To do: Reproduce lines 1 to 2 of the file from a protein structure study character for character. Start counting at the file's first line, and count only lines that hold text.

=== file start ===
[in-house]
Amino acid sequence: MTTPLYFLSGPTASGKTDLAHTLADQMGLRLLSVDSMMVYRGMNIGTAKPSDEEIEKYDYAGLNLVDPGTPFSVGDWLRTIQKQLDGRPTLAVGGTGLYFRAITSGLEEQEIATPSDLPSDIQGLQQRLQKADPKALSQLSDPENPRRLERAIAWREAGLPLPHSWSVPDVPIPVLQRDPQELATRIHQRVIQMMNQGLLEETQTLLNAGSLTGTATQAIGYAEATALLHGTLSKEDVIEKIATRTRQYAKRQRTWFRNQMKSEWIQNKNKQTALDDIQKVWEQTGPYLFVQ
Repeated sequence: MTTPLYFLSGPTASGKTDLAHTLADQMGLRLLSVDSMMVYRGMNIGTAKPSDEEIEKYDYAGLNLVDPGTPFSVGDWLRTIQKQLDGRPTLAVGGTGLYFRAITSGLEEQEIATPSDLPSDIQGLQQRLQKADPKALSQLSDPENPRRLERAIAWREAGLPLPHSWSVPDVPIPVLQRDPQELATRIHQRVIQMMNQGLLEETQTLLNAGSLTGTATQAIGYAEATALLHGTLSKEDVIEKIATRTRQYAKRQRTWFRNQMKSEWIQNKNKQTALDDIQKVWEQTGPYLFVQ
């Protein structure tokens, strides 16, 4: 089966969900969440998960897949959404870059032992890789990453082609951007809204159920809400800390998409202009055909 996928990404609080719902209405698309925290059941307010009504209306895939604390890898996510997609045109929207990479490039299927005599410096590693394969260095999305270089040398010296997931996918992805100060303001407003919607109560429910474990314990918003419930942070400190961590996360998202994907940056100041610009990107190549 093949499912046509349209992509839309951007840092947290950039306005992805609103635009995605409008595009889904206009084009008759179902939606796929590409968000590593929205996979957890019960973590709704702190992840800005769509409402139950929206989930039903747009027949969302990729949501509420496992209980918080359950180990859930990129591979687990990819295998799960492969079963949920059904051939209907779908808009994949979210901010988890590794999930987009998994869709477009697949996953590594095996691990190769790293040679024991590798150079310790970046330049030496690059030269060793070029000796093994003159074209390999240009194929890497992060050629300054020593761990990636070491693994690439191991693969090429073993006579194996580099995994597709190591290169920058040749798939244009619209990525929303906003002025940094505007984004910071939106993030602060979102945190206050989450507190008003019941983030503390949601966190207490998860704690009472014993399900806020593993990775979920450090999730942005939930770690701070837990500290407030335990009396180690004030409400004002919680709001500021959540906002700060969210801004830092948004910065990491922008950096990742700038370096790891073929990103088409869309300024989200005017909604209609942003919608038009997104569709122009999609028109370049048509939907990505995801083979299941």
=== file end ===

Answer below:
[in-house]
Amino acid sequence: MTTPLYFLSGPTASGKTDLAHTLADQMGLRLLSVDSMMVYRGMNIGTAKPSDEEIEKYDYAGLNLVDPGTPFSVGDWLRTIQKQLDGRPTLAVGGTGLYFRAITSGLEEQEIATPSDLPSDIQGLQQRLQKADPKALSQLSDPENPRRLERAIAWREAGLPLPHSWSVPDVPIPVLQRDPQELATRIHQRVIQMMNQGLLEETQTLLNAGSLTGTATQAIGYAEATALLHGTLSKEDVIEKIATRTRQYAKRQRTWFRNQMKSEWIQNKNKQTALDDIQKVWEQTGPYLFVQ